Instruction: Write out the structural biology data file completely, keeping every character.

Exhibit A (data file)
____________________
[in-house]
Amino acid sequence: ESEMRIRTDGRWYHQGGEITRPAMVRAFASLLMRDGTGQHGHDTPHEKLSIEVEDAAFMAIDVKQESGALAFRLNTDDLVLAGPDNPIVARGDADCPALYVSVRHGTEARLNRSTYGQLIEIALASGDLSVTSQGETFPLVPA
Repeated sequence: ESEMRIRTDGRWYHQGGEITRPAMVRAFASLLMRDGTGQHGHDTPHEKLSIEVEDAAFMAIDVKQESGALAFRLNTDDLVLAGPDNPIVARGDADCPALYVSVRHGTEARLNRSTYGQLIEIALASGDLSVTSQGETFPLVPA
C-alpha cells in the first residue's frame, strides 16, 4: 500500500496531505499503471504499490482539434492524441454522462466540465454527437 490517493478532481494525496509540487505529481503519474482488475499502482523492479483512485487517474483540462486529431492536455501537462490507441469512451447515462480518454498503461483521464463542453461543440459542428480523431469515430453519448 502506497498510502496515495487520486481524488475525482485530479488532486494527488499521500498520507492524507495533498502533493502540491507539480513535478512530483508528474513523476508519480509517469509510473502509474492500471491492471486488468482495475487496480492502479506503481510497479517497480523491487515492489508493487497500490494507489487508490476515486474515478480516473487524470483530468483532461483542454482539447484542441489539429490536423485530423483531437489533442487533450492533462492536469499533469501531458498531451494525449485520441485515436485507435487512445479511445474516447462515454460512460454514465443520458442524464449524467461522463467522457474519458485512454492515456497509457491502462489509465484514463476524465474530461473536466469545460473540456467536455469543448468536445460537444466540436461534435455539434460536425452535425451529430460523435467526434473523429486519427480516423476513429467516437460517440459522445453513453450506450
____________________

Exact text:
[in-house]
Amino acid sequence: ESEMRIRTDGRWYHQGGEITRPAMVRAFASLLMRDGTGQHGHDTPHEKLSIEVEDAAFMAIDVKQESGALAFRLNTDDLVLAGPDNPIVARGDADCPALYVSVRHGTEARLNRSTYGQLIEIALASGDLSVTSQGETFPLVPA
Repeated sequence: ESEMRIRTDGRWYHQGGEITRPAMVRAFASLLMRDGTGQHGHDTPHEKLSIEVEDAAFMAIDVKQESGALAFRLNTDDLVLAGPDNPIVARGDADCPALYVSVRHGTEARLNRSTYGQLIEIALASGDLSVTSQGETFPLVPA
C-alpha cells in the first residue's frame, strides 16, 4: 500500500496531505499503471504499490482539434492524441454522462466540465454527437 490517493478532481494525496509540487505529481503519474482488475499502482523492479483512485487517474483540462486529431492536455501537462490507441469512451447515462480518454498503461483521464463542453461543440459542428480523431469515430453519448 502506497498510502496515495487520486481524488475525482485530479488532486494527488499521500498520507492524507495533498502533493502540491507539480513535478512530483508528474513523476508519480509517469509510473502509474492500471491492471486488468482495475487496480492502479506503481510497479517497480523491487515492489508493487497500490494507489487508490476515486474515478480516473487524470483530468483532461483542454482539447484542441489539429490536423485530423483531437489533442487533450492533462492536469499533469501531458498531451494525449485520441485515436485507435487512445479511445474516447462515454460512460454514465443520458442524464449524467461522463467522457474519458485512454492515456497509457491502462489509465484514463476524465474530461473536466469545460473540456467536455469543448468536445460537444466540436461534435455539434460536425452535425451529430460523435467526434473523429486519427480516423476513429467516437460517440459522445453513453450506450